An extraordinary career. An extraordinary man. And what will be his legacy? Well, I can give you two examples.

His legacy is in a grant of £800,000 from Cancer Research UK to fund research into why chemotherapy works for some bowel cancer sufferers but not others. Paddy and his colleague Dan Longley applied for the grant in the autumn last year. Their success was announced just a few weeks ago.

His legacy can also be found in a letter of condolence which Iseult received from an elderly gentleman in Donegal.

The writer tells of a remarkable spread of cancer among him and his siblings and how Paddy took a personal interest in their situation.

He organised a rapid and comprehensive review which discovered a gene defect. He met them all to set up specialised blood tests and through subsequent scrutiny and review there has been significant avoidance or mitigation of further cancers, thanks to very early diagnosis.

The letter adds – ‘We couldn’t say enough of his goodness, dedication and concern and will never forget him.’

And I think we can all echo those words.

I want to close by speaking directly to Iseult and to your sons. Our hearts are broken, as are yours, but we also rejoice, all of us, at having had the opportunity to know and work with Paddy whose life touched us all. He will remain in our memories.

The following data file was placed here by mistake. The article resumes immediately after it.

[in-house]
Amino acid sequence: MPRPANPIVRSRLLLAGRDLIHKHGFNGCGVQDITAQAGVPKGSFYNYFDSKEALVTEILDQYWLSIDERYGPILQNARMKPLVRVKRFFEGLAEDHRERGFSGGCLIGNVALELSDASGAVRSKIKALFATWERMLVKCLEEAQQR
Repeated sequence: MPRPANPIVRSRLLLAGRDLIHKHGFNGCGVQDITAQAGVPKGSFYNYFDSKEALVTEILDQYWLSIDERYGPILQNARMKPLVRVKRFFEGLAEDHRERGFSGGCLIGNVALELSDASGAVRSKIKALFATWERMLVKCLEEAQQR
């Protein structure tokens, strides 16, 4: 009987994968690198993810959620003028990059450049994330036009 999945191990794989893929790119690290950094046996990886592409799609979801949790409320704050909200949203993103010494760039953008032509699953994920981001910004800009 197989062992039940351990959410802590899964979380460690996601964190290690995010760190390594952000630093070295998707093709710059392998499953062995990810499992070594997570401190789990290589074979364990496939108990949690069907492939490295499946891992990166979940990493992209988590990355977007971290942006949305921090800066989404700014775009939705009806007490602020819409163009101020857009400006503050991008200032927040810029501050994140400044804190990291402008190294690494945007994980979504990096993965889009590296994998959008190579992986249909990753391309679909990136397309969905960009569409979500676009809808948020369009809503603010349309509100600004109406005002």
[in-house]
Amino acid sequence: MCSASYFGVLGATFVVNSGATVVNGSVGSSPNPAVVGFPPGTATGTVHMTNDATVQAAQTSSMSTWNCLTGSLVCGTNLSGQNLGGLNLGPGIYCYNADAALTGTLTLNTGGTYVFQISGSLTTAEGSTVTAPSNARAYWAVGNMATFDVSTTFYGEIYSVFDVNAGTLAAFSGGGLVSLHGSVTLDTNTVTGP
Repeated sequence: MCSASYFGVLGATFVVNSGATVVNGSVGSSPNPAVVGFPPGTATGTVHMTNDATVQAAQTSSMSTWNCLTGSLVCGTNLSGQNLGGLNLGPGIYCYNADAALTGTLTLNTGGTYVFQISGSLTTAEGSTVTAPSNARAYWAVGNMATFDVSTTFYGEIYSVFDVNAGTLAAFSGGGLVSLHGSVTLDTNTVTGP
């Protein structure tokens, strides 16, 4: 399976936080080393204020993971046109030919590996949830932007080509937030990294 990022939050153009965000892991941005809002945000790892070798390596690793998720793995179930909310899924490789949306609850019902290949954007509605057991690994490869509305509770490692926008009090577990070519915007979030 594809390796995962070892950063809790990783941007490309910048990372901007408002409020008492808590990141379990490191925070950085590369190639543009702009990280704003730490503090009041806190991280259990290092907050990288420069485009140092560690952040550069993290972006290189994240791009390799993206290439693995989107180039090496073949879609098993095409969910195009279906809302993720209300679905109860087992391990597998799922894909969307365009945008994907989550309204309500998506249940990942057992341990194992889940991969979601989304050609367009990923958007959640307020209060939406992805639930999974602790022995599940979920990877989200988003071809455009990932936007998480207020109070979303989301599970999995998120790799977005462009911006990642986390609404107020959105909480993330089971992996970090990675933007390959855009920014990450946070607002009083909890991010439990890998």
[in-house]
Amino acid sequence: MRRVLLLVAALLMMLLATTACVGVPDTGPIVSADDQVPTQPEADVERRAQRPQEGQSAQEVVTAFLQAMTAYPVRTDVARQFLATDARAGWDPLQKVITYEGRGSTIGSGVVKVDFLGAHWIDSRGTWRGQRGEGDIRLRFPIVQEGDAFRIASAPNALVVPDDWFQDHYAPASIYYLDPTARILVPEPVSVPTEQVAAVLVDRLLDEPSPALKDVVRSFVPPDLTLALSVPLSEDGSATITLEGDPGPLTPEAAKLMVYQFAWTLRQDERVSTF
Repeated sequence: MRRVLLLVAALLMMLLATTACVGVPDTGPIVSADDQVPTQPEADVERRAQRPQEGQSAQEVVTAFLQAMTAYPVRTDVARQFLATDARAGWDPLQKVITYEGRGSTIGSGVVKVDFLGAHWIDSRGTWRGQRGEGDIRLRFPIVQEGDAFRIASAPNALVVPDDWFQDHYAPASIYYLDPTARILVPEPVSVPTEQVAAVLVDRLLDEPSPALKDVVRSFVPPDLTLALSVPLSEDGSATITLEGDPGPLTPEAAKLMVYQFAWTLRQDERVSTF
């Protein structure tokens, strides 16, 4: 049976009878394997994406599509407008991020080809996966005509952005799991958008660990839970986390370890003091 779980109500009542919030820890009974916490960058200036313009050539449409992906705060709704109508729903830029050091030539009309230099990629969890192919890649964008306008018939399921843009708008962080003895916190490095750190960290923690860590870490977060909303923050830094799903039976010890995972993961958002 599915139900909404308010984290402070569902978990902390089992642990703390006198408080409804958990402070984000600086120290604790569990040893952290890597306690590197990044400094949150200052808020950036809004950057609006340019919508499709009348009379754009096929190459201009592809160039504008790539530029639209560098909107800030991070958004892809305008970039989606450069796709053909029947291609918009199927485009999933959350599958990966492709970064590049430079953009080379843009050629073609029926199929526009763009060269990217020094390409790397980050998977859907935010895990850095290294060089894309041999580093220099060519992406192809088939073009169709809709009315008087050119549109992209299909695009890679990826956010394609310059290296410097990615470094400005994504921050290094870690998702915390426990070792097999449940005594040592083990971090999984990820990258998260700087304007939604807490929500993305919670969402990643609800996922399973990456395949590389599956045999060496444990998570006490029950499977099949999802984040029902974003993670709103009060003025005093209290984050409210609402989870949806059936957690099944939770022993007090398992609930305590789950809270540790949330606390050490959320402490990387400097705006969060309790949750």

I remember most clearly the last time I saw him early one morning at your kitchen table in the Vice- Chancellor’s Lodge. I just finished a bowl of cereal you so kindly set out for me and Paddy came charging in through the back door.

He had just finished his morning run but he was, as always, still full of energy and ideas. I was, of course, acutely aware that my only exercise that morning was opening the box of cereal and while I was eating breakfast and reading the paper, he was out running several miles.

He sat down and it was just as though he were presiding over a forum at Queen’s. We talked about his latest project with the same powerful logic and infectious enthusiasm he brought to every task, indeed he brought it to life itself.

And I thought again, this guy really is something.

So let us all hold on to two things. We have suffered a great loss but we mourn with the knowledge that Paddy Johnston was a great man who led a great life.